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New Release: Dom Ruinart Blanc de Blancs 2009
There was no Dom Ruinart Blanc de Blancs 2008. Although a stunning vintage, it was slightly more Pinot Noir dominant, so not as suited to the Dom Ruinart style.
Interestingly, from the 2010 vintage onwards, all Dom Ruinart vintages will be kept on cork with an agrafe closure (a traditional agrafe closure is essentially a large metal clip used to secure the cork during second fermentation). So there will be some style changes, as the champagne will be interacting with cork, rather than a metal closure, whilst in the cellars. Mechanical disgorgement is also being dropped for the prestige cuvée, which, from 2010 onwards, will be disgorged by hand.
Dom Ruinart Blanc de Blancs 2009, reflects the vintage characteristics of 2009, an exceptional vintage year for chardonnay. The millimetric vinification, and the long ageing time, make Dom Ruinart an exceptional champagne marked by freshness, complexity, and power mastered with accuracy and elegance.
2009 in Champagne has been described as a “golden” year. Despite the extreme summer drought, the climate remains temperate and the grapes ripen in ideal conditions. This is what allows the vintage to retain notes of intense freshness. Above all, it was marked by a summery harvest. The beginning of the growth cycle was a little more complicated. We saw gale force winds, hail, heavy rainfall (60% up in terms of the 10-year average) and cold snaps while the vines were in bloom. Luckily, summer weather took over until September, allowing for consistent ripening in optimal conditions. Apart from warm and sunny, the days were particularly dry with 40% less rainfall compared to previous years. Thanks to these favourable conditions, grapes reached an optimum physiological ripeness with harvest taking place between September 12th and September 28th.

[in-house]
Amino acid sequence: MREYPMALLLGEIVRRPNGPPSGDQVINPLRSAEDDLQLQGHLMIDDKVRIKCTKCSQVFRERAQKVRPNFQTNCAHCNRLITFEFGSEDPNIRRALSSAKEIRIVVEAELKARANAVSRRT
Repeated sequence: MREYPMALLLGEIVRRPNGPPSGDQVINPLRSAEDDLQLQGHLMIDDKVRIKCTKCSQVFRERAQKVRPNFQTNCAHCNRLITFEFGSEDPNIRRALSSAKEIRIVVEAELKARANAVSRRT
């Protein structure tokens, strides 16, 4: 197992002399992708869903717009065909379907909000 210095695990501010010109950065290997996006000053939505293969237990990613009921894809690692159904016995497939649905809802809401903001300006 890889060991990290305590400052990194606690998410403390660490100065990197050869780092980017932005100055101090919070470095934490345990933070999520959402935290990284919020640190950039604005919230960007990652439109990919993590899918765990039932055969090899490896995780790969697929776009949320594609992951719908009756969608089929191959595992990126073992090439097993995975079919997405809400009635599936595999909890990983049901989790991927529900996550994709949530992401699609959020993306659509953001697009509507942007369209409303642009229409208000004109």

It was the year 1959 that had the privilege Of the first cuvée Dom Ruinart, a blanc de blancs developed as an ode to the great Chardonnays, which was then released in 1966.
A rosé Cuvée Dom Ruinart soon followed with the 1966 vintage, which went on to be sold in 1973.
This warm year started with a cold winter and mild spring temperatures. Early summer was variable but August and September provided ample sunshine and warmth contributing to fine grape health. Pinot Noir especially excelled. Grape harvest, of generally high sugar content yet soft acidity, started on September 8th. 2009 is a year of generous wines that showed well early. An apt example of a vintage of the recent era, in which retaining freshness poses more problems than attaining ripeness. Good grape health contributed to the overall quality, and despite the richness of the wines, heaviness did not end up being an issue. There is quite some heterogenity amongst the year's produce but the best seem truly age-worthy. The vintage's finest include Louis Roederer Cristal and Cristal Rosé, Dom Pérignon and Philipponnat Clos des Goisses.